The Best American Ambassador
And if, as Mr. Douglas said, “…this industry serves as the best American Ambassador we can offer the world”, then I have to ask what does this say about the authentic portrayals of those with a disAbility that can represent themselves but are highly discriminated against in this industry? Do we need to show the SAG report published in 2005 detailing the incredible details of discrimination? And if not do we have any other studies or reports from the industry on its practices and the results that would dispute this? How about interviewing any of the 1200 actors who knowing the discrimination still admitted to have some sort of disAbility on the SAG application? Or any of the union member in their Performers with Disabilities committee? How often do they work? How much has changed since this scathing report came out? And why is everyone in this industry ignoring these findings?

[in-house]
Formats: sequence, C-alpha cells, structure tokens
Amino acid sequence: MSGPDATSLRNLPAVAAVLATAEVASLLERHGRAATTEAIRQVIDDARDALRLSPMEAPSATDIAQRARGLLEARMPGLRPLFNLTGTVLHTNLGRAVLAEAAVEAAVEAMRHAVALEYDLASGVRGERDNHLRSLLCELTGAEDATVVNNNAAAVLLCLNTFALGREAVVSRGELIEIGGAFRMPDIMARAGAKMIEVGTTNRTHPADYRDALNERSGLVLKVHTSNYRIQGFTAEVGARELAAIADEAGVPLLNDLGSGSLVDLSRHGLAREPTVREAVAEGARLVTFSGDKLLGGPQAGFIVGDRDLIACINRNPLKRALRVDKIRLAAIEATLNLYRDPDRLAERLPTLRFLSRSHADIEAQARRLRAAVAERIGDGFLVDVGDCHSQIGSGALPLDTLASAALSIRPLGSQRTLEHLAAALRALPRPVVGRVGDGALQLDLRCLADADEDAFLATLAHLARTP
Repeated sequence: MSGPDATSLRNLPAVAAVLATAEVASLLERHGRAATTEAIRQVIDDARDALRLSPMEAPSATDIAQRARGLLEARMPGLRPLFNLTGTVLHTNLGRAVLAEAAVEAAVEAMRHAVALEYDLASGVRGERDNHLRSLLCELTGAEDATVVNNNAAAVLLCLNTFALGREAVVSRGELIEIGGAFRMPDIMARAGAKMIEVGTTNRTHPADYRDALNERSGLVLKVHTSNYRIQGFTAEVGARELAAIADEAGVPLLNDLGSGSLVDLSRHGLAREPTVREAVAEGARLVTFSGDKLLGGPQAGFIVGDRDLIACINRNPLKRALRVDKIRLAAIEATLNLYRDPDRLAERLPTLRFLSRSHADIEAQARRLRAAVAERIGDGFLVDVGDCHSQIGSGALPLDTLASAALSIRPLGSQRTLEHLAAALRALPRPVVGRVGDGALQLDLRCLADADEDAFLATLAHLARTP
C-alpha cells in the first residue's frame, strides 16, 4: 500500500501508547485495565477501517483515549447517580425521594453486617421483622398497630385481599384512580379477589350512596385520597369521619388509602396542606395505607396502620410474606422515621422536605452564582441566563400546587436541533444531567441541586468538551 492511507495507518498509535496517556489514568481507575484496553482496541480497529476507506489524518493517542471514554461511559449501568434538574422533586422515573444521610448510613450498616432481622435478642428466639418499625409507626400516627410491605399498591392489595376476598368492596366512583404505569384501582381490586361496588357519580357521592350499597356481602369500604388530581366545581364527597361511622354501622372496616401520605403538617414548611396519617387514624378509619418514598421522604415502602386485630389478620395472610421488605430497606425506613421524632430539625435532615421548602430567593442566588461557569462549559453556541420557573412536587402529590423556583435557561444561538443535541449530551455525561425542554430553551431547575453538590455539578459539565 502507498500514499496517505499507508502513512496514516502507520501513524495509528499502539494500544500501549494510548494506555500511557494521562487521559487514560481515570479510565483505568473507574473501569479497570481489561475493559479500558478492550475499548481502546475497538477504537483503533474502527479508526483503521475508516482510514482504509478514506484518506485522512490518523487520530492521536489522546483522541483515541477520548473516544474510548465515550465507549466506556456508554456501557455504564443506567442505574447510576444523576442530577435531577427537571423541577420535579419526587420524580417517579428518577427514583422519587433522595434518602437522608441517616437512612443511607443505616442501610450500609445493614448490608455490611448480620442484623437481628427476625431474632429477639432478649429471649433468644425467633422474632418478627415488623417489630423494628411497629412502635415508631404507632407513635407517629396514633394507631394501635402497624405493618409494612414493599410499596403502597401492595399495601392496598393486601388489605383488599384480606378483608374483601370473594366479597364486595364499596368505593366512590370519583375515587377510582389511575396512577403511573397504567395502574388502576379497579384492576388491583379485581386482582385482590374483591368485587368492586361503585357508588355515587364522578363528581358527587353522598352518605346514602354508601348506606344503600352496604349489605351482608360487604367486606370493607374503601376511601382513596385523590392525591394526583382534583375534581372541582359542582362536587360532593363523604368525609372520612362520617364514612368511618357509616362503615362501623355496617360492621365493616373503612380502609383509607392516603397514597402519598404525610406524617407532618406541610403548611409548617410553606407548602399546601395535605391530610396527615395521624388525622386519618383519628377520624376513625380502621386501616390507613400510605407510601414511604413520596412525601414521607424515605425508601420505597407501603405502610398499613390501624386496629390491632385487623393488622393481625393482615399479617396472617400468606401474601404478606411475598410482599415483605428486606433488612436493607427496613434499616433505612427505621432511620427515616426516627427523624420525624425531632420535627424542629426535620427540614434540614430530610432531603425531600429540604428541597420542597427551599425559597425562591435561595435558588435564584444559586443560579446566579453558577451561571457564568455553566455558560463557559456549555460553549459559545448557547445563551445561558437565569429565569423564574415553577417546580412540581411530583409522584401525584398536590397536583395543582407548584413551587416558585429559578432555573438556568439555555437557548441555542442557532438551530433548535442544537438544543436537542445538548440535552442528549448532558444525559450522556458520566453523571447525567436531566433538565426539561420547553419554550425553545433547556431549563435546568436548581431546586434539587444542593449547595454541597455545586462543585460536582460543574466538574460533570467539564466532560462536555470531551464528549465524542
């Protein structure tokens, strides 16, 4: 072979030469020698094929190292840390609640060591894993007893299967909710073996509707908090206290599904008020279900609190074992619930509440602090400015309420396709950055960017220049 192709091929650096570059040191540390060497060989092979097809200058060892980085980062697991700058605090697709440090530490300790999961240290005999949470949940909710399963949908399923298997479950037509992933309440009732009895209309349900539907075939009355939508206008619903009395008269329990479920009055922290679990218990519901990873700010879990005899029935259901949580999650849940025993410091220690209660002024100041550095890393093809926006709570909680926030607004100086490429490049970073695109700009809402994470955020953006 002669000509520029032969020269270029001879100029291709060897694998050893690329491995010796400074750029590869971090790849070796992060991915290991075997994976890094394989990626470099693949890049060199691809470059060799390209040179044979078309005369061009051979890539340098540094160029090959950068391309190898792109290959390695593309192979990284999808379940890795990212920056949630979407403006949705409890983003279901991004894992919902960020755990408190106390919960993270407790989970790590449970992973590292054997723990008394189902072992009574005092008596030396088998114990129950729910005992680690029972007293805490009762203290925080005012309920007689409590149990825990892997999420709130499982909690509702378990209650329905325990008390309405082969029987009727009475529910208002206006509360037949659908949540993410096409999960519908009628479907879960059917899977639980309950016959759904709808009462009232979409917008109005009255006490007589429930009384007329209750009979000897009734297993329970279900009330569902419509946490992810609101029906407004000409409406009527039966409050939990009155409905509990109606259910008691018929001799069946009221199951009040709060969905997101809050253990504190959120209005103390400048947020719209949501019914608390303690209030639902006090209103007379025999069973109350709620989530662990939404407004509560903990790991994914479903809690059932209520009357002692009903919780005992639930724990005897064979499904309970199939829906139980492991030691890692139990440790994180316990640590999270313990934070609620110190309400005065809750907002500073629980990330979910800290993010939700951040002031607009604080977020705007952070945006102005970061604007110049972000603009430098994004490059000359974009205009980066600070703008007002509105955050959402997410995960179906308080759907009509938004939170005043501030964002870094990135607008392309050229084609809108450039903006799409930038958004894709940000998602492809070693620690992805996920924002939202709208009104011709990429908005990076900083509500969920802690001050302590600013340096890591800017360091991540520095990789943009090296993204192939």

Is it because those of us who are paraplegics, or have other forms of physically noticeable challenges – that are so different from the beautiful able bodied Hollywood?
Genes. It does a Body Good!
Michael Douglas followed it up directly after the remarks above with this saying, “Which raises the question, ‘why am I up here’? Right, right, in getting this lifetime achievement award. You know what it is?” Jack Nicholson, who presented the award, gives his answer but his microphone is not hot, so we do not hear what he said to Mr. Douglas’ question, but seems to either be replying to Mr. Nicholson and/or is simply answering his own question by stating, “No, you know what it is? It’s great genes!”